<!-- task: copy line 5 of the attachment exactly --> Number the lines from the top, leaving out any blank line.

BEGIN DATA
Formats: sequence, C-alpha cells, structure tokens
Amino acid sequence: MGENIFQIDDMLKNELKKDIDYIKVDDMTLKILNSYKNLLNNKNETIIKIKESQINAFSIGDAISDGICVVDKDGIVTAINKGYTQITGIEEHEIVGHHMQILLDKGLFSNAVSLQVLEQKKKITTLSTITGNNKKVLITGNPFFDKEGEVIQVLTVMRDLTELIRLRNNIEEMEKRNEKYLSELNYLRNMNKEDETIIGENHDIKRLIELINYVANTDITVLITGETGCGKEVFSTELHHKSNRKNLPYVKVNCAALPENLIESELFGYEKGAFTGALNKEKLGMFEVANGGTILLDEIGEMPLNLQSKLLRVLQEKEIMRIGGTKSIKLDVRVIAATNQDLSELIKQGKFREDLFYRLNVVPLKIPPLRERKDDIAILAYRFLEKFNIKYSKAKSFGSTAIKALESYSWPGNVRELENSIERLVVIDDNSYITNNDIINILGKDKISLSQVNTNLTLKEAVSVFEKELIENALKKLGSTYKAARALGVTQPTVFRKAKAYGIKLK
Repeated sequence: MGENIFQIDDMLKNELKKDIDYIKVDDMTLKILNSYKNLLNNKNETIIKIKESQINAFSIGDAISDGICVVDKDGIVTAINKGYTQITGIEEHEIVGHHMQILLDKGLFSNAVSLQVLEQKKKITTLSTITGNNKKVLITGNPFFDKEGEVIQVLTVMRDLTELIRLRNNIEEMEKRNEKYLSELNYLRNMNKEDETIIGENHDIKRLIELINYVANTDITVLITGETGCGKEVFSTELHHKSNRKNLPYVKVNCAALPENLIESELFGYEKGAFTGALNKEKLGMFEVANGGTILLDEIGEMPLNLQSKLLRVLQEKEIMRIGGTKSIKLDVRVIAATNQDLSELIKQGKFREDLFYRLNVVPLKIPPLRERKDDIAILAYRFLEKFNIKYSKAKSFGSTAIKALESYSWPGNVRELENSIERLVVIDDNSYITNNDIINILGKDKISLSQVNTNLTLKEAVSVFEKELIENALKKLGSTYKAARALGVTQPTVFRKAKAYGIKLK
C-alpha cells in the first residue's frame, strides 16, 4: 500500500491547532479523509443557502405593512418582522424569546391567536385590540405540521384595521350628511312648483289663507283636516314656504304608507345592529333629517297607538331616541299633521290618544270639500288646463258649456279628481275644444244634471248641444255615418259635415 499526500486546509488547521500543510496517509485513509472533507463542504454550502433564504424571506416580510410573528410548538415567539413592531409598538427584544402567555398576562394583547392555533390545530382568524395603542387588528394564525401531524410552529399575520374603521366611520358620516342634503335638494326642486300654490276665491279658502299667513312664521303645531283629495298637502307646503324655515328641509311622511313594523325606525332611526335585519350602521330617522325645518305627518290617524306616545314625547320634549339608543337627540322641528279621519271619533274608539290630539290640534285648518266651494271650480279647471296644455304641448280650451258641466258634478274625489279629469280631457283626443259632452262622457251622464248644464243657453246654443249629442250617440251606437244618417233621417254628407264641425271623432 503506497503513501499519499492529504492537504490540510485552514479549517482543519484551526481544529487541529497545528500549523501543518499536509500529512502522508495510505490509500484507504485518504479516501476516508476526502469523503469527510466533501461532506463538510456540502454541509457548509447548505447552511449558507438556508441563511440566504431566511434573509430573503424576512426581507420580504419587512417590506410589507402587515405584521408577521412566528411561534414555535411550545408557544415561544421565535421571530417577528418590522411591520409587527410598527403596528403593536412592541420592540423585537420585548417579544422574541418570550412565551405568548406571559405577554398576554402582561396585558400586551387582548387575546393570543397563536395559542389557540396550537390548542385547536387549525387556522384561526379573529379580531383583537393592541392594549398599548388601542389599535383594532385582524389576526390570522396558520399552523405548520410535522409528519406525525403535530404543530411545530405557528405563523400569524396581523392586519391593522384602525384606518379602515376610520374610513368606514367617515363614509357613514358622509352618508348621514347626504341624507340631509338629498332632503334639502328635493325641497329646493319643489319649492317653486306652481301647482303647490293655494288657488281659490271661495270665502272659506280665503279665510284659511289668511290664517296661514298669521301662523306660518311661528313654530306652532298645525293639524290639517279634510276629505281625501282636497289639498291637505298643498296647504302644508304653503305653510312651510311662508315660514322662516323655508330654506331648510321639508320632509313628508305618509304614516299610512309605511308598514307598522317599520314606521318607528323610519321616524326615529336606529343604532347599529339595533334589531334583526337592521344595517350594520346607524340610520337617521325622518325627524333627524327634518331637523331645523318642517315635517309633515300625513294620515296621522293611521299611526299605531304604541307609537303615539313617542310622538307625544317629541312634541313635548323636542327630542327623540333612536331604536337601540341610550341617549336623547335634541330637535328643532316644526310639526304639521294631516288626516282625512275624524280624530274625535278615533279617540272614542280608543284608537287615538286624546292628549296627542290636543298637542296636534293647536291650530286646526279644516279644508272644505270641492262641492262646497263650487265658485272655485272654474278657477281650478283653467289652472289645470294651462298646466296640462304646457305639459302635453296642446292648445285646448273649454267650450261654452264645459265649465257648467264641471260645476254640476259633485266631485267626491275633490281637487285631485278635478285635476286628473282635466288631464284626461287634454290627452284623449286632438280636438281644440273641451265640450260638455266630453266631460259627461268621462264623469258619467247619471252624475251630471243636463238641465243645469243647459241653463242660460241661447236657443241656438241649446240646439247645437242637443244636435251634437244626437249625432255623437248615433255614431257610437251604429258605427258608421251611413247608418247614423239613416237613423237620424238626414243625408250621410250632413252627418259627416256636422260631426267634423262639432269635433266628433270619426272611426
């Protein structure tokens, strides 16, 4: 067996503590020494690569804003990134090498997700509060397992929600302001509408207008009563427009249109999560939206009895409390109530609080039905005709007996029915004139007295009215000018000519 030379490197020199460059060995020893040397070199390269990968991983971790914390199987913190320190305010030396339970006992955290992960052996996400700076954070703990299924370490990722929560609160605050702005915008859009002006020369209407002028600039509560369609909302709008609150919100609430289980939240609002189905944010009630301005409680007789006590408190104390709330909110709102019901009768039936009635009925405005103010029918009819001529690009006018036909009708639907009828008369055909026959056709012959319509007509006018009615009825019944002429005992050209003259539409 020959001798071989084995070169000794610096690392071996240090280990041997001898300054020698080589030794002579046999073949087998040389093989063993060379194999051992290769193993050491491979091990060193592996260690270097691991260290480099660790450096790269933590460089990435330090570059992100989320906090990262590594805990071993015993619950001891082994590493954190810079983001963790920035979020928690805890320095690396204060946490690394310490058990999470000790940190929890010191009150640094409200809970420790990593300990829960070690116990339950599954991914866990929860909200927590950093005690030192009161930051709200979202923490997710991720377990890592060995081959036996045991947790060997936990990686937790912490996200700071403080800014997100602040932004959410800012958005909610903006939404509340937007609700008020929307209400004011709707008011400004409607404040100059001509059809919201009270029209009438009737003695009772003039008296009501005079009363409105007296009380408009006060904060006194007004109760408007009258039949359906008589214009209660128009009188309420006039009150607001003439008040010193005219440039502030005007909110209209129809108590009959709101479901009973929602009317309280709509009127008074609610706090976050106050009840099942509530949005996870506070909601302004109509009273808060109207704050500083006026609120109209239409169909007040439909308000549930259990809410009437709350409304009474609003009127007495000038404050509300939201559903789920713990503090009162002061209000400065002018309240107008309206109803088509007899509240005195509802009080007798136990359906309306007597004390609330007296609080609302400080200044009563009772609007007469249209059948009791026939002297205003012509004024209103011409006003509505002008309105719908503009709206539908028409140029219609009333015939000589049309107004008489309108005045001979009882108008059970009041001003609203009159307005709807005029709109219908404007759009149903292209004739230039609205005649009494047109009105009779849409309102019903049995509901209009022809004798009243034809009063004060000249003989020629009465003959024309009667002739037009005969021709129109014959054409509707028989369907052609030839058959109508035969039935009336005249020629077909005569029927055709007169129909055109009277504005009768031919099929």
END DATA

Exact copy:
């Protein structure tokens, strides 16, 4: 067996503590020494690569804003990134090498997700509060397992929600302001509408207008009563427009249109999560939206009895409390109530609080039905005709007996029915004139007295009215000018000519 030379490197020199460059060995020893040397070199390269990968991983971790914390199987913190320190305010030396339970006992955290992960052996996400700076954070703990299924370490990722929560609160605050702005915008859009002006020369209407002028600039509560369609909302709008609150919100609430289980939240609002189905944010009630301005409680007789006590408190104390709330909110709102019901009768039936009635009925405005103010029918009819001529690009006018036909009708639907009828008369055909026959056709012959319509007509006018009615009825019944002429005992050209003259539409 020959001798071989084995070169000794610096690392071996240090280990041997001898300054020698080589030794002579046999073949087998040389093989063993060379194999051992290769193993050491491979091990060193592996260690270097691991260290480099660790450096790269933590460089990435330090570059992100989320906090990262590594805990071993015993619950001891082994590493954190810079983001963790920035979020928690805890320095690396204060946490690394310490058990999470000790940190929890010191009150640094409200809970420790990593300990829960070690116990339950599954991914866990929860909200927590950093005690030192009161930051709200979202923490997710991720377990890592060995081959036996045991947790060997936990990686937790912490996200700071403080800014997100602040932004959410800012958005909610903006939404509340937007609700008020929307209400004011709707008011400004409607404040100059001509059809919201009270029209009438009737003695009772003039008296009501005079009363409105007296009380408009006060904060006194007004109760408007009258039949359906008589214009209660128009009188309420006039009150607001003439008040010193005219440039502030005007909110209209129809108590009959709101479901009973929602009317309280709509009127008074609610706090976050106050009840099942509530949005996870506070909601302004109509009273808060109207704050500083006026609120109209239409169909007040439909308000549930259990809410009437709350409304009474609003009127007495000038404050509300939201559903789920713990503090009162002061209000400065002018309240107008309206109803088509007899509240005195509802009080007798136990359906309306007597004390609330007296609080609302400080200044009563009772609007007469249209059948009791026939002297205003012509004024209103011409006003509505002008309105719908503009709206539908028409140029219609009333015939000589049309107004008489309108005045001979009882108008059970009041001003609203009159307005709807005029709109219908404007759009149903292209004739230039609205005649009494047109009105009779849409309102019903049995509901209009022809004798009243034809009063004060000249003989020629009465003959024309009667002739037009005969021709129109014959054409509707028989369907052609030839058959109508035969039935009336005249020629077909005569029927055709007169129909055109009277504005009768031919099929």